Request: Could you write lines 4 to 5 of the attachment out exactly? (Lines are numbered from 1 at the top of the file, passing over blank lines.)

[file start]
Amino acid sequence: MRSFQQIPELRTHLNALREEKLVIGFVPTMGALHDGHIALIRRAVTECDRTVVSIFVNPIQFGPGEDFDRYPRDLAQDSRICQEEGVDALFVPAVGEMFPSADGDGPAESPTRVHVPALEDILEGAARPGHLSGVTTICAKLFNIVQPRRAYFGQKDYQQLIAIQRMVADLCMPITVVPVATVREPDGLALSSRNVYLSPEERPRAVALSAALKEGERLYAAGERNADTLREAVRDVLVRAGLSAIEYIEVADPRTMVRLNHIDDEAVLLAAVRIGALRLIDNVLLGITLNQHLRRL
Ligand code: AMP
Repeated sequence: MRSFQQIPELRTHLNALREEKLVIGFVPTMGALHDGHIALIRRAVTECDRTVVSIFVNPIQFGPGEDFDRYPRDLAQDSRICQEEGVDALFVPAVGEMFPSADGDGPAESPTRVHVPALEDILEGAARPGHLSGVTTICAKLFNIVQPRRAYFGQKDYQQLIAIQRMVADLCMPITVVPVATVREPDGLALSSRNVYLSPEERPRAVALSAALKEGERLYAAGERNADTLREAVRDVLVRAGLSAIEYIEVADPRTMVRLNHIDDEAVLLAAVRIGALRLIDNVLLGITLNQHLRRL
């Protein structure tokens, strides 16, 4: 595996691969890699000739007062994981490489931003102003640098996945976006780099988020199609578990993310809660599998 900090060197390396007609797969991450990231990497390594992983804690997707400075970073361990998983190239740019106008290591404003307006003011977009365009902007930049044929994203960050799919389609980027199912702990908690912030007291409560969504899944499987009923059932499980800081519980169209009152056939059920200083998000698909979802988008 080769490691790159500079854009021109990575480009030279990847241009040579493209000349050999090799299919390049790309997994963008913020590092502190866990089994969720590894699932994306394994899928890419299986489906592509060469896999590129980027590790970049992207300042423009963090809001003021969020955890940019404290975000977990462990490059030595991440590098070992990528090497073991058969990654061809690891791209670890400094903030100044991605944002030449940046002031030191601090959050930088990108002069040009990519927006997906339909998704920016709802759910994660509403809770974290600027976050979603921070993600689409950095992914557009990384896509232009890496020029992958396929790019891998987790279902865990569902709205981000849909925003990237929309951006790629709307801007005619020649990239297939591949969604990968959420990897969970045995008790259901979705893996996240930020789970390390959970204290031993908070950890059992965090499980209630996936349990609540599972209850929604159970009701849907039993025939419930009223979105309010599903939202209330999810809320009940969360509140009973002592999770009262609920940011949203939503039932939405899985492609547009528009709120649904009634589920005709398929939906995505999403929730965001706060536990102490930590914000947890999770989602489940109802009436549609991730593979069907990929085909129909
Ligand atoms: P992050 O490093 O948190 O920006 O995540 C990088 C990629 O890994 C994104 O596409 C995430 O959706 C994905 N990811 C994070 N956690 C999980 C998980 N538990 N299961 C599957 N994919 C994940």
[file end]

């Protein structure tokens, strides 16, 4: 595996691969890699000739007062994981490489931003102003640098996945976006780099988020199609578990993310809660599998 900090060197390396007609797969991450990231990497390594992983804690997707400075970073361990998983190239740019106008290591404003307006003011977009365009902007930049044929994203960050799919389609980027199912702990908690912030007291409560969504899944499987009923059932499980800081519980169209009152056939059920200083998000698909979802988008 080769490691790159500079854009021109990575480009030279990847241009040579493209000349050999090799299919390049790309997994963008913020590092502190866990089994969720590894699932994306394994899928890419299986489906592509060469896999590129980027590790970049992207300042423009963090809001003021969020955890940019404290975000977990462990490059030595991440590098070992990528090497073991058969990654061809690891791209670890400094903030100044991605944002030449940046002031030191601090959050930088990108002069040009990519927006997906339909998704920016709802759910994660509403809770974290600027976050979603921070993600689409950095992914557009990384896509232009890496020029992958396929790019891998987790279902865990569902709205981000849909925003990237929309951006790629709307801007005619020649990239297939591949969604990968959420990897969970045995008790259901979705893996996240930020789970390390959970204290031993908070950890059992965090499980209630996936349990609540599972209850929604159970009701849907039993025939419930009223979105309010599903939202209330999810809320009940969360509140009973002592999770009262609920940011949203939503039932939405899985492609547009528009709120649904009634589920005709398929939906995505999403929730965001706060536990102490930590914000947890999770989602489940109802009436549609991730593979069907990929085909129909
Ligand atoms: P992050 O490093 O948190 O920006 O995540 C990088 C990629 O890994 C994104 O596409 C995430 O959706 C994905 N990811 C994070 N956690 C999980 C998980 N538990 N299961 C599957 N994919 C994940």